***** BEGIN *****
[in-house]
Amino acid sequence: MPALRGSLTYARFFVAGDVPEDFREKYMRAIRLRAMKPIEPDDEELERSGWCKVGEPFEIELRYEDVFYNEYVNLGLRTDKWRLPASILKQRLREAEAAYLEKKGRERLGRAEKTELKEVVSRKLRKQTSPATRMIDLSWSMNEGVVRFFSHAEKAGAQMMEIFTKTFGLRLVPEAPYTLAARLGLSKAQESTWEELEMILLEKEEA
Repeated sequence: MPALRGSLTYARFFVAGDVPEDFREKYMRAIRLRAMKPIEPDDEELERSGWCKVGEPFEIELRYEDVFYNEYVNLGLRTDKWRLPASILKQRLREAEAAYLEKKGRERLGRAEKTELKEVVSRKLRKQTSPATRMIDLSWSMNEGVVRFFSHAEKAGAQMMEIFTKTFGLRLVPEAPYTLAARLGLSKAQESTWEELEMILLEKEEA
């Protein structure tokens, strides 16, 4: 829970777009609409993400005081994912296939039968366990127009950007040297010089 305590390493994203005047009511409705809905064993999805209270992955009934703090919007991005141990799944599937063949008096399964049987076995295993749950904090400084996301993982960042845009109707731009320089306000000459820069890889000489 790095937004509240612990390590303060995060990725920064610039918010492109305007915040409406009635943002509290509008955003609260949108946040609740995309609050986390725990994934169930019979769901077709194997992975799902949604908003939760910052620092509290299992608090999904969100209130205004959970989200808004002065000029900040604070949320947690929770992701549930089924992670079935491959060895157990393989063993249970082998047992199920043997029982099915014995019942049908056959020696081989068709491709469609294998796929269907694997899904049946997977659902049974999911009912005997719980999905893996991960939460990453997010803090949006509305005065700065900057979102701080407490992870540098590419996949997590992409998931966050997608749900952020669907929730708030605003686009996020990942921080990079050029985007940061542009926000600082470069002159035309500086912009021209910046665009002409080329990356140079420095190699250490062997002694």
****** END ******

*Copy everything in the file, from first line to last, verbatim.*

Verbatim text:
[in-house]
Amino acid sequence: MPALRGSLTYARFFVAGDVPEDFREKYMRAIRLRAMKPIEPDDEELERSGWCKVGEPFEIELRYEDVFYNEYVNLGLRTDKWRLPASILKQRLREAEAAYLEKKGRERLGRAEKTELKEVVSRKLRKQTSPATRMIDLSWSMNEGVVRFFSHAEKAGAQMMEIFTKTFGLRLVPEAPYTLAARLGLSKAQESTWEELEMILLEKEEA
Repeated sequence: MPALRGSLTYARFFVAGDVPEDFREKYMRAIRLRAMKPIEPDDEELERSGWCKVGEPFEIELRYEDVFYNEYVNLGLRTDKWRLPASILKQRLREAEAAYLEKKGRERLGRAEKTELKEVVSRKLRKQTSPATRMIDLSWSMNEGVVRFFSHAEKAGAQMMEIFTKTFGLRLVPEAPYTLAARLGLSKAQESTWEELEMILLEKEEA
């Protein structure tokens, strides 16, 4: 829970777009609409993400005081994912296939039968366990127009950007040297010089 305590390493994203005047009511409705809905064993999805209270992955009934703090919007991005141990799944599937063949008096399964049987076995295993749950904090400084996301993982960042845009109707731009320089306000000459820069890889000489 790095937004509240612990390590303060995060990725920064610039918010492109305007915040409406009635943002509290509008955003609260949108946040609740995309609050986390725990994934169930019979769901077709194997992975799902949604908003939760910052620092509290299992608090999904969100209130205004959970989200808004002065000029900040604070949320947690929770992701549930089924992670079935491959060895157990393989063993249970082998047992199920043997029982099915014995019942049908056959020696081989068709491709469609294998796929269907694997899904049946997977659902049974999911009912005997719980999905893996991960939460990453997010803090949006509305005065700065900057979102701080407490992870540098590419996949997590992409998931966050997608749900952020669907929730708030605003686009996020990942921080990079050029985007940061542009926000600082470069002159035309500086912009021209910046665009002409080329990356140079420095190699250490062997002694």